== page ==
Community Insights - Life on PrEP (Jason)

Authors:

Thomas Trombetta
Jason Garcia

PrEP as an HIV prevention strategy has been liberating for many people. Although it does not prevent other STIs, many are finding in Pre-Exposure Prophylaxis a chance to reimagine their sexual health options. As an online PrEP access platform, we wanted to share some personal stories of people on PrEP - both what they have liked and not liked. We spoke with the wonderful Jason Garcia (they/them), a community organizer, activist, and PrEP user. We were lucky enough to have Jason show their graces during our Freddie photoshoot (which you can see the results of around our website), and we wanted to give you some colour around their PrEP journey.

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Why did you decide to first start PrEP? How was the process of getting around the idea of PrEP?

Jason believes there are a multitude of reasons why someone may choose to be on PrEP. “I wanted to feel more in control of my sexual freedom and reduce unnecessary fear, shame and stigma associated not just with HIV and other sexually transmitted and blood-borne infections (STBBIs), but also as a queer person taking charge of my own sexual wellbeing.”

What’s the best part about being on PrEP for you?

The best part about being on PrEP according to Jason is “being able to witness good sexual health habits (i.e. using condoms, taking PrEP, engaging in routine STBBI testing, disclosing testing status and dates, sterilizing toys & other supplies, engaging in harm reduction, etc.) modeled to me as a member of the queer community, and being able to reciprocate those habits to my sexual partner(s). That is an important part of practicing care in our community.” For Jason, making their community safer is an important reason to take PrEP. “It is a beautiful thing to invest in everyone’s wellbeing.”

In fact, the themes of empowerment and agency tend to come up frequently when discussing reasons for being on PrEP. Before being approved by Health Canada in 2012, PrEP was very difficult and expensive to access. Many either had to pay around $1,000/month, or find alternative underground methods of obtaining PrEP.

When the generic version of PrEP was approved for Canada, the costs came down. However, it was the community advocacy from all across Canada that convinced almost every provincial government to publicly cover PrEP in some form (Manitoba, you need to catch up).

Jason went on to say another benefit of PrEP is “I experience less fear and shame around HIV transmission and focus more on sex as an act of pleasure between myself and my consenting partner(s). It also allows me to build more trust and communication with my sexual partners, which should be an experience that all sexually active folks can have.”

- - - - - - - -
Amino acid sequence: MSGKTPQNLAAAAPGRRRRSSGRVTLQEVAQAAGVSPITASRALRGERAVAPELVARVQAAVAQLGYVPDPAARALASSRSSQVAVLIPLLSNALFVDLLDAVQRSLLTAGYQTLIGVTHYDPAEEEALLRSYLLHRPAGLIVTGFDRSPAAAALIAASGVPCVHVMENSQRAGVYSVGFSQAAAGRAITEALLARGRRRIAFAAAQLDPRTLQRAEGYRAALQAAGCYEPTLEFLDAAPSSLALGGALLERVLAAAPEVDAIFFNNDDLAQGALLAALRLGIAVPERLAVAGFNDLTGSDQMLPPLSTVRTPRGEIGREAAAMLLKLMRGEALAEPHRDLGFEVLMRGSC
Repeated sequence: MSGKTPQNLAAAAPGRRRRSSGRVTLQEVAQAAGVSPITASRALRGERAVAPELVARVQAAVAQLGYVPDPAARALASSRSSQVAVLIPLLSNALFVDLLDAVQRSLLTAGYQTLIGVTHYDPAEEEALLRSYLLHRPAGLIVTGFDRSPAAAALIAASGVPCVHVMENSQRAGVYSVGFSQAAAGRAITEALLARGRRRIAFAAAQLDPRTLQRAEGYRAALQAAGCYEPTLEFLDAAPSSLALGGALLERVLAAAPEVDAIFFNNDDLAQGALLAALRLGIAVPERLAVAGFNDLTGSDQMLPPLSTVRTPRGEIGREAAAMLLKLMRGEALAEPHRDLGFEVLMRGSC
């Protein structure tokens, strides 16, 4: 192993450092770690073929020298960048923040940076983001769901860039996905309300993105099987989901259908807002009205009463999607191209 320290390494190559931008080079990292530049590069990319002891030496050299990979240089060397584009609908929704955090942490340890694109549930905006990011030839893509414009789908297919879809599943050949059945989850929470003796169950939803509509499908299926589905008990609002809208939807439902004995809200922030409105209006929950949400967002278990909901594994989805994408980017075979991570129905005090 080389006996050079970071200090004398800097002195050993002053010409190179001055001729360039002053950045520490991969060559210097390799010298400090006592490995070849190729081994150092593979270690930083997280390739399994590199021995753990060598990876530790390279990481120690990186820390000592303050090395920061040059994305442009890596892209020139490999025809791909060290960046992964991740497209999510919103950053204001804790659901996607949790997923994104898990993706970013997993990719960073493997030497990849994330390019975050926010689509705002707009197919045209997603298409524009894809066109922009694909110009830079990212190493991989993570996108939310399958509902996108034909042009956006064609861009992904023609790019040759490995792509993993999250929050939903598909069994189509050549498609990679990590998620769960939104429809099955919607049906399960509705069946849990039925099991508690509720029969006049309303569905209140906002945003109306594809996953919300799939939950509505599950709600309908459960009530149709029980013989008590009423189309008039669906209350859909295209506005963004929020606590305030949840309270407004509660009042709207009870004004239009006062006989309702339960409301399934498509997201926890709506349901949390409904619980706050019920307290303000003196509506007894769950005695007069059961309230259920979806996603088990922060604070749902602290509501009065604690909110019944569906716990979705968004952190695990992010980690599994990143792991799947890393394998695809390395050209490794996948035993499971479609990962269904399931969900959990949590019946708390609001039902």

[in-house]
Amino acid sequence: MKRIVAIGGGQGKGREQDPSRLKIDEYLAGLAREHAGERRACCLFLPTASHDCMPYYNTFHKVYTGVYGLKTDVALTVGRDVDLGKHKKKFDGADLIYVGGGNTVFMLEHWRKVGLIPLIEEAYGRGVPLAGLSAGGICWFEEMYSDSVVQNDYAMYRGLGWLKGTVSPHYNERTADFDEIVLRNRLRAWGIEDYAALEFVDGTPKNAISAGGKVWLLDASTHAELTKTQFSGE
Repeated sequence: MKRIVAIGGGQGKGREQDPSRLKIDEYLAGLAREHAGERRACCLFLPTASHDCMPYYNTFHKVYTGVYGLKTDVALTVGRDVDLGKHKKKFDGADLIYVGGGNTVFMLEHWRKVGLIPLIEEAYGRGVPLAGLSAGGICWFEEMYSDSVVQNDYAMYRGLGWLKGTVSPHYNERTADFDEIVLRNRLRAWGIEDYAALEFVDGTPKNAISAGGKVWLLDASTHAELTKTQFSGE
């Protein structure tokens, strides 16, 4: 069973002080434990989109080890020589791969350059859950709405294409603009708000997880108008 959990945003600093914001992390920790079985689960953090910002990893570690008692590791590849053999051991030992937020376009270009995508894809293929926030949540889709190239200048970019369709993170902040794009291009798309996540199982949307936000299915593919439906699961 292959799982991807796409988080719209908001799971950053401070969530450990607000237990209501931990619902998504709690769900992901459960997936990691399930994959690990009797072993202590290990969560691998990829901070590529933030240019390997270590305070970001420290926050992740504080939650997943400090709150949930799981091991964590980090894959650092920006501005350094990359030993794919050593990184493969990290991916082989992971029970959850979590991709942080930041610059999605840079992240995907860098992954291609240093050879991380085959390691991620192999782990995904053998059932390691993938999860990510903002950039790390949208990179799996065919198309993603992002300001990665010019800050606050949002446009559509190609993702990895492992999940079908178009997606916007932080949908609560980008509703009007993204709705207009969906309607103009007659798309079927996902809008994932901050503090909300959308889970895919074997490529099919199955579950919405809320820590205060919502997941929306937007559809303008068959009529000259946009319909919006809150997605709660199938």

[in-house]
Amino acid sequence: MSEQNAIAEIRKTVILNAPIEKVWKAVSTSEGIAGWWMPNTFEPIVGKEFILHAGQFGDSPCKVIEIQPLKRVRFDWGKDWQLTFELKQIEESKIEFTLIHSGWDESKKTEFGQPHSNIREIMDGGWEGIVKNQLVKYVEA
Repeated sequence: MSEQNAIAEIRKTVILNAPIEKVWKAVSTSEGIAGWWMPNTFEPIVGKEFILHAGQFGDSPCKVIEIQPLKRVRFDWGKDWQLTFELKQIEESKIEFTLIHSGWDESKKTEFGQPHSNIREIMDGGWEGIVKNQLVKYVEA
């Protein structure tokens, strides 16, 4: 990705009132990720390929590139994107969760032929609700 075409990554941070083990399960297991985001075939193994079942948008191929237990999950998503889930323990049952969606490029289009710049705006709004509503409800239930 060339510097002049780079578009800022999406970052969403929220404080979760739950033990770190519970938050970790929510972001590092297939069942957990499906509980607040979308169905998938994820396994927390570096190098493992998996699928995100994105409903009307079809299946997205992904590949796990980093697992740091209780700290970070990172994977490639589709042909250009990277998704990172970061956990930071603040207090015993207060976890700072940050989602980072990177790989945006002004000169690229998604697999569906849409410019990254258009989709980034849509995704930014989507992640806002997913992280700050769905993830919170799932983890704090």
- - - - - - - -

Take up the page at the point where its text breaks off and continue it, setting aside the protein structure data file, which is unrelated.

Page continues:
How were the side effects? How has your experience been with PrEP adherence?

“For me, I found that taking PrEP at the start of the day was less ideal because I didn't have as much energy yet and it felt hard on my stomach. Anyhow, I decided taking it daily in the evenings before bed, along with my anti-depressant, was the most ideal for daily adherence and that seemed to vibe best with my body. Meanwhile, I take my ADHD medication daily in the mornings. It's become such a routine now, that if I forget to take it before bed, I'm well aware the next morning and take it then. Thankfully, no other side effects became a concern for me.”

It’s great that Jason doesn’t experience any side effects now. Most people do not. Studies show fewer than 10% of people do, and even in these rare cases people may choose to continue to take PrEP because the side effects are mild.

Did you have any difficulties accessing PrEP? What was the hardest part about the process?

Unfortunately, despite its wider recognition, finding PrEP can still be very challenging, highlighting there’s a lot of work that still needs to be done. As an example in just one province, fewer than 2% of physicians in Alberta are licensed to prescribe PrEP. There is a related issue according to Jason: “Disclosing being on PrEP to other health professionals (i.e. Dentists, Psychologists, Walk-In Clinic Physicians, etc.) or other folks more widely opens up often unnecessary and uncomfortable conversations about non-hetero sex, sexual partners, and HIV & STBBIs more widely.” Too many of those from the community have had to deal with awkward conversations with medical professionals who may not understand PrEP and why it is so important.

Jason also said another difficulty “can be the wait times associated with routine STBBI testing, especially when the process occurs every three months, and ensuring you’re able to access your designated prescriber within the proper time-frame.”

Do you have any advice for people out there considering PrEP?

Jason says “Just do it! Taking charge of your sexual health is a transformational act of care not only for yourself, but for your community, too!”

At Freddie, we believe accessing PrEP should be easy and stigma-free. We agree with Jason - it is our mission to help everyone take charge of their sexual health for themselves, and also for their community, too! PrEP is not for everyone, but everyone should have a choice around whether it is for them. We’re here to make the whole process easier for you, from appointment reminders to hassle-free online check-ins with your Freddie doctor. To start your PrEP journey with Freddie, click here to start filling out your PrEP eligibility questionnaire. Jason, thank you for sharing your story!

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